Dora Bitsi

Dora Bitsi

Feb 25 2016

AsiaQuest Diaries- Thailand- Paradise in the East Coast

A night bus (and several minibuses- the system in Thailand is a bit strange) brought us to the area of Krabi and the secluded beaches of Railay.

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Railay is a set of beaches on a peninsula just few minutes by boat from the beach of Ao Nang. It is impossible to arrive there from the land because of the high limestone cliffs that cut off the beaches from the mainland. The beaches are small but very beautiful.

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The most touristic and biggest one is the Railay West , connected by a rocky path that you can cross on low tide you find Tonsai beach which is a famous rock climbing spot for the friends of this sport who practice everyday on the steep cliffs! The back drop is magnificent full of palm trees and green tropical plants, unfortunately thought with rubbish, plastic bottles and caps littering around at the back.

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Just behind the beach is the laiback local village of Tonsai with the most affordable accommodation! After we arrived there from the jungle side deep in the high trees loaded up with our back packs! Sweating like crazy we found a good deal (200 baht per night) for a bamboo hut!

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We spent there almost a week and living in the jungle was one of the best experiences. Sleeping at night we heard noises from strange insects and the monkeys were waking us up at night. The  mosquitos were biting us day and night and we felt so thankful for the mosquito net over our bed!

Everyday we ate at Mama chicken’s place. The whole female members of the family were working there serving amazing coconut soups (Tom Ka) , mango sticky rice, cheap fresh fruit shakes and the bbq chicken among other dishes! Unfortunately a flu that had apparently spread in the whole area kept us in bed for 2 days, but we got on our feet pretty soon. A hidden treasure is the path to the beach of Phra Nang with a cave and the beautiful scenery!

We were soon ready to explore more. We hopped on a ferry (very full indeed) to the island of Koh Lanta. Koh Lanta is a big island 25 km from one side to the other.This island is more touristic with resorts and accommodation everywhere along the roads and the beach. The most famosu place is the Long Beach, where also one can find lots of backpackers places, unfortunately most of them were full, so we stayed in a room owned by a local lady moon aat the back of her restaurant. This was actually the thing in Koh Lanta, most of the locals had a restaurant and rooms at the back.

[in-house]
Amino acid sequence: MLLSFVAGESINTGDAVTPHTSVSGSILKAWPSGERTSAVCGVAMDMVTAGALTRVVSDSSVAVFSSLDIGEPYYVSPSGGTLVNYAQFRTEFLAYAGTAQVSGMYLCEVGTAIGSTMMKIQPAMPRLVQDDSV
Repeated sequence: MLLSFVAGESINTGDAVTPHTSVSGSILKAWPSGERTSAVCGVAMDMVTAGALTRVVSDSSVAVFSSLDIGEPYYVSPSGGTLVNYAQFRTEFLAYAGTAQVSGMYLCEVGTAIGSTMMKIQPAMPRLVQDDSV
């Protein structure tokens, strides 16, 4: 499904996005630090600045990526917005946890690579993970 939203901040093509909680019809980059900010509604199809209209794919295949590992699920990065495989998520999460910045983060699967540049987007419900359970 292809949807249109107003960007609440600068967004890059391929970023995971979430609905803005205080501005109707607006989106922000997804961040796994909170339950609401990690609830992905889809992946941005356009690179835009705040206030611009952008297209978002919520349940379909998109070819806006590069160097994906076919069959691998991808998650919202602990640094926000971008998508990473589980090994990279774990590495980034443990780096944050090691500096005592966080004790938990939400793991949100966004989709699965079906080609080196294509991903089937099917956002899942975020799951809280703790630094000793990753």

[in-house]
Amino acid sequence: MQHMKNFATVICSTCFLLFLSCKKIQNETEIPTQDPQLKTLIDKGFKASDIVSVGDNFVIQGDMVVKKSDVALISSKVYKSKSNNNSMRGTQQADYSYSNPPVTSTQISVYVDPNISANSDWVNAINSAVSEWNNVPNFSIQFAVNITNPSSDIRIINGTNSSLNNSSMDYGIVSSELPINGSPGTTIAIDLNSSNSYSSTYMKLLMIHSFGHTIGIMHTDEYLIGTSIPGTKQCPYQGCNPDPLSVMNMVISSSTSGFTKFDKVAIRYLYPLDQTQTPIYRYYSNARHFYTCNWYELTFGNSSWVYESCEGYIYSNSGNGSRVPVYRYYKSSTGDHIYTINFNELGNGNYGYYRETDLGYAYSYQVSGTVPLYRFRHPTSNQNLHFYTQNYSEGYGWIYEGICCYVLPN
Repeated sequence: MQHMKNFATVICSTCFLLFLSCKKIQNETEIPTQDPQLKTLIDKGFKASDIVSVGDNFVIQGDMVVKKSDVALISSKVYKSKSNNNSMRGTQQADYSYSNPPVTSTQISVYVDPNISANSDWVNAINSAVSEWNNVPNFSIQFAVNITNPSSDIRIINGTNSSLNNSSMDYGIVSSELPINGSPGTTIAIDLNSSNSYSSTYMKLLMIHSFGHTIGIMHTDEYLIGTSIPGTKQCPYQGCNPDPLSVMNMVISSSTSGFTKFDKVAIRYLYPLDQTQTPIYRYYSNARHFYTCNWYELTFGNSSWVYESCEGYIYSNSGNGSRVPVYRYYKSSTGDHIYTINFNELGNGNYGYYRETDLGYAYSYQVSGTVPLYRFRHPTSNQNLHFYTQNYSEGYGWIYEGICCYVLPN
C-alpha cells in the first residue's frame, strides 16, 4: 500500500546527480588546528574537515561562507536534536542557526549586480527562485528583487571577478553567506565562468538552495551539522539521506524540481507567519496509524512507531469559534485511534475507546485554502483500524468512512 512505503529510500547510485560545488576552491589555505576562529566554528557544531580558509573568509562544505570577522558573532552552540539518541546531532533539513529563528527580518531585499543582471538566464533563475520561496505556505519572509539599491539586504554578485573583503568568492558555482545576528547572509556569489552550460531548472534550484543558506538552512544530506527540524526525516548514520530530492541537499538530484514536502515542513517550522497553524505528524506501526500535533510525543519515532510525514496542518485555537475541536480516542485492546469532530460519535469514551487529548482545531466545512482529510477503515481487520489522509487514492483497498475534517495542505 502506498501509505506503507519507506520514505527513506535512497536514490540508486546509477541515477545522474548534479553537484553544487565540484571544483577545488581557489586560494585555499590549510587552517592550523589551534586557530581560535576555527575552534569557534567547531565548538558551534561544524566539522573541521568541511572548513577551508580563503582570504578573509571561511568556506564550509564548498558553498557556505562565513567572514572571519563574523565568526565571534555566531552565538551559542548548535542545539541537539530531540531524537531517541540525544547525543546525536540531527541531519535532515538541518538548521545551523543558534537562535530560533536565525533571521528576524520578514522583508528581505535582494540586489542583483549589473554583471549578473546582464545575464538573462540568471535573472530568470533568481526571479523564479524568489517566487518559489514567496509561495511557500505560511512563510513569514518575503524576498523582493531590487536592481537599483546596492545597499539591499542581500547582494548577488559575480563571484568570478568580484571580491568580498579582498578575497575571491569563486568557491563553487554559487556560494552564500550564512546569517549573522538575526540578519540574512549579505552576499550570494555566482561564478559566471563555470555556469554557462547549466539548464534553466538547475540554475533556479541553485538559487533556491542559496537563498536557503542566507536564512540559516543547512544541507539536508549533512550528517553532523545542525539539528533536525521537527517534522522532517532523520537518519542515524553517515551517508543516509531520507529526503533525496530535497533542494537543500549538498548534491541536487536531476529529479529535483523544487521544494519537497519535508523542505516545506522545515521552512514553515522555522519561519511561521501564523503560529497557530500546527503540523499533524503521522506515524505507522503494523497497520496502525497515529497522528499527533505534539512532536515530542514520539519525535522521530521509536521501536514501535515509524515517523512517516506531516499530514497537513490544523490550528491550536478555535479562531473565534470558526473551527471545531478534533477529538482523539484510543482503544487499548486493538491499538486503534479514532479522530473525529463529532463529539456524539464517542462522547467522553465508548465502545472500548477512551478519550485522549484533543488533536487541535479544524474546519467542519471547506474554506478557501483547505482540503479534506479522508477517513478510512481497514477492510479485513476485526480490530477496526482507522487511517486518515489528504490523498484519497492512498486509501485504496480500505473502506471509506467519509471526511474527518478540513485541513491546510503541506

The beach was indeed long sandy and fortunately at last unaffected by tide! We took long walks up and down the beach and relaxed at the shade of the trees walking there barefoot from our room! A mini market and of course the restaurant of Mrs Moon, catered for our appetites, having fresh fruit with muesli , soups and noodles!

On our 3rd day there we found cheap bicycles for rent, our favourite means of transport and explored the rest of the island! Moving south we stopped in many beaches and for the most part the wy was touristic, the last km to the southern tip though were starting to be more green and not so crammed and high views from the hills compensated our exhaustion!

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The best part was the Greek Reastaurant owned by Spiros in Khlong Khong beach. We ate a huge souvlaki that we will remember for a long time and had some good company! Even though the rain , the next days passed peacefully and just before we left we were lucky to attend the weekly meeting of an organisation called Trash Hero.

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The volunteers are organising beach cleaning and  try to raise awareness of the truly huge problem of littering around the islands not only from tourists,who are throwing their beer bottles at the beach, but also from locals. The team is trying to change the mentality about the issue of littering the ocean too. We met the Russian couple organising the activities on Koh Lanta and helped them around along with other. We chatted with them and felt equally passionate about stopping the destruction of our natural environment.

Unfortunately, the fatigue caught us the final day on Koh Lanta. We slept and missed bus to the border. We managed to rebook for the next day through Hat yai, a big city with not much interest but the first indication that it was about to get much hotter. It took us several hours before crossing again to Malaisia. In the days to come we would miss for sure the incredible moments we had in Thailand!

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